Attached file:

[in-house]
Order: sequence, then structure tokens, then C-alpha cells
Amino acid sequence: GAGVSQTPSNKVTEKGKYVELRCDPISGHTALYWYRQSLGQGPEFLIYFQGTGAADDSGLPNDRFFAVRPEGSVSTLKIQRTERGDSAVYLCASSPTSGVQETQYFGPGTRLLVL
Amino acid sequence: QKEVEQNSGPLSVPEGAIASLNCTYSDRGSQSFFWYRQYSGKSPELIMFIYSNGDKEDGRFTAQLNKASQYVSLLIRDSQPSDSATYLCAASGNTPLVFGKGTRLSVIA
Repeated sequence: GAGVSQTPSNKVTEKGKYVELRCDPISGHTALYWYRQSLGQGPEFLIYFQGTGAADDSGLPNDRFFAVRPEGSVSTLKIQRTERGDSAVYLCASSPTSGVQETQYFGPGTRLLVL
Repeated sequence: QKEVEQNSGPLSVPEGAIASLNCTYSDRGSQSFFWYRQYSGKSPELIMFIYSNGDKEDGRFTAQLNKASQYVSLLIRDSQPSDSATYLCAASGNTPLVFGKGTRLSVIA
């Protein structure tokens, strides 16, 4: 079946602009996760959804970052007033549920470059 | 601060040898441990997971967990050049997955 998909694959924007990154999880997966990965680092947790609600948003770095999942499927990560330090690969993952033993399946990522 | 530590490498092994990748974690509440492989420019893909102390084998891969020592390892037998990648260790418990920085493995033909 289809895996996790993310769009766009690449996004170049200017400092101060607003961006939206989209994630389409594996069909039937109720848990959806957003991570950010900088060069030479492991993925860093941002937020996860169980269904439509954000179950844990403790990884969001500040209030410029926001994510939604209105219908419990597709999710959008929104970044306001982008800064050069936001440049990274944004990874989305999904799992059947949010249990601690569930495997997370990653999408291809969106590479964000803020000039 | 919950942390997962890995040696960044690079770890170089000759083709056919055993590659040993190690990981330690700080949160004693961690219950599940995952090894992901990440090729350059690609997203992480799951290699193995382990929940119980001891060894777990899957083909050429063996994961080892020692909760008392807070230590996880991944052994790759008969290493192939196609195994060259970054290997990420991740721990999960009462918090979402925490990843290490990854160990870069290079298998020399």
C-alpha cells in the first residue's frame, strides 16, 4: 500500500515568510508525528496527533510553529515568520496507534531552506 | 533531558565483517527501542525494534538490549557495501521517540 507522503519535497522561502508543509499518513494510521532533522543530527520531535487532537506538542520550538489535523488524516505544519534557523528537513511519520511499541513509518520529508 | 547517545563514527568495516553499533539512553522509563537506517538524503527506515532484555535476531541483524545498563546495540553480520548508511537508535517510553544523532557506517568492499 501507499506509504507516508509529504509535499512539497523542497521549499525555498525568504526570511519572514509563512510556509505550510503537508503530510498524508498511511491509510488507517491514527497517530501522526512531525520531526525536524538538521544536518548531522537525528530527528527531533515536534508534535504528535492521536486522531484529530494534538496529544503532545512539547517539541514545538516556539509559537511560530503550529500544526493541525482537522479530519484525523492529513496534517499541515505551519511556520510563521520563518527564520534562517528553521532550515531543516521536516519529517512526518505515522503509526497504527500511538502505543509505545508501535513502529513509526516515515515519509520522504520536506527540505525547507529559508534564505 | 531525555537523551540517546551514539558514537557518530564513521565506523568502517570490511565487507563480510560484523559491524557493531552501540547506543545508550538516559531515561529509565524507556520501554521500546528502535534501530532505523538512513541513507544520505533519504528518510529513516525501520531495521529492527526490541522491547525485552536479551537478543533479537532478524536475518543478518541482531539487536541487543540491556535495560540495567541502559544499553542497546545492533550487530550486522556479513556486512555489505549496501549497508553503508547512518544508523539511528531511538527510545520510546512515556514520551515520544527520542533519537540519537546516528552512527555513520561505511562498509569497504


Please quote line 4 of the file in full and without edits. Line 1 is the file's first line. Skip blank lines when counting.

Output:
Amino acid sequence: QKEVEQNSGPLSVPEGAIASLNCTYSDRGSQSFFWYRQYSGKSPELIMFIYSNGDKEDGRFTAQLNKASQYVSLLIRDSQPSDSATYLCAASGNTPLVFGKGTRLSVIA